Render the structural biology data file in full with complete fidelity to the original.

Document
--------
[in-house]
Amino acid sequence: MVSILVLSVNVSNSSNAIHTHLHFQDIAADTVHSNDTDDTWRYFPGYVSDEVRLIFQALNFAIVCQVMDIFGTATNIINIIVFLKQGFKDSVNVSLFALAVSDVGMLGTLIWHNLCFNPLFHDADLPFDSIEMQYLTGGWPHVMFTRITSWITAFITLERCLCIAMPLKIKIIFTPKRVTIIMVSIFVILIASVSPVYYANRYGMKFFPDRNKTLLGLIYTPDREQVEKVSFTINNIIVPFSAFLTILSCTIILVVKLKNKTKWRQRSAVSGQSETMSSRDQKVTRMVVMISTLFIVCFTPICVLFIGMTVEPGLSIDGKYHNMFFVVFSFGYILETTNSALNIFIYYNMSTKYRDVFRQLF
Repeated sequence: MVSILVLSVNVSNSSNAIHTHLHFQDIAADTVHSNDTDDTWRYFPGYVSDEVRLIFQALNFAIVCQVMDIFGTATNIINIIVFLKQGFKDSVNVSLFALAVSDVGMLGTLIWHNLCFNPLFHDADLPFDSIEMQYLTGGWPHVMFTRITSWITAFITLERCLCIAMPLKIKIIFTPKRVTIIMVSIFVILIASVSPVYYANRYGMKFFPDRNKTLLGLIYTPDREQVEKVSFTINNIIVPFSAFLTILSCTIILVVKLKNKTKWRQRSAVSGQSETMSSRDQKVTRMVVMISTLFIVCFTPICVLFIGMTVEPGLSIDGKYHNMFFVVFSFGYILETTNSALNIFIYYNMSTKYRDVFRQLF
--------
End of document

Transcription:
[in-house]
Amino acid sequence: MVSILVLSVNVSNSSNAIHTHLHFQDIAADTVHSNDTDDTWRYFPGYVSDEVRLIFQALNFAIVCQVMDIFGTATNIINIIVFLKQGFKDSVNVSLFALAVSDVGMLGTLIWHNLCFNPLFHDADLPFDSIEMQYLTGGWPHVMFTRITSWITAFITLERCLCIAMPLKIKIIFTPKRVTIIMVSIFVILIASVSPVYYANRYGMKFFPDRNKTLLGLIYTPDREQVEKVSFTINNIIVPFSAFLTILSCTIILVVKLKNKTKWRQRSAVSGQSETMSSRDQKVTRMVVMISTLFIVCFTPICVLFIGMTVEPGLSIDGKYHNMFFVVFSFGYILETTNSALNIFIYYNMSTKYRDVFRQLF
Repeated sequence: MVSILVLSVNVSNSSNAIHTHLHFQDIAADTVHSNDTDDTWRYFPGYVSDEVRLIFQALNFAIVCQVMDIFGTATNIINIIVFLKQGFKDSVNVSLFALAVSDVGMLGTLIWHNLCFNPLFHDADLPFDSIEMQYLTGGWPHVMFTRITSWITAFITLERCLCIAMPLKIKIIFTPKRVTIIMVSIFVILIASVSPVYYANRYGMKFFPDRNKTLLGLIYTPDREQVEKVSFTINNIIVPFSAFLTILSCTIILVVKLKNKTKWRQRSAVSGQSETMSSRDQKVTRMVVMISTLFIVCFTPICVLFIGMTVEPGLSIDGKYHNMFFVVFSFGYILETTNSALNIFIYYNMSTKYRDVFRQLF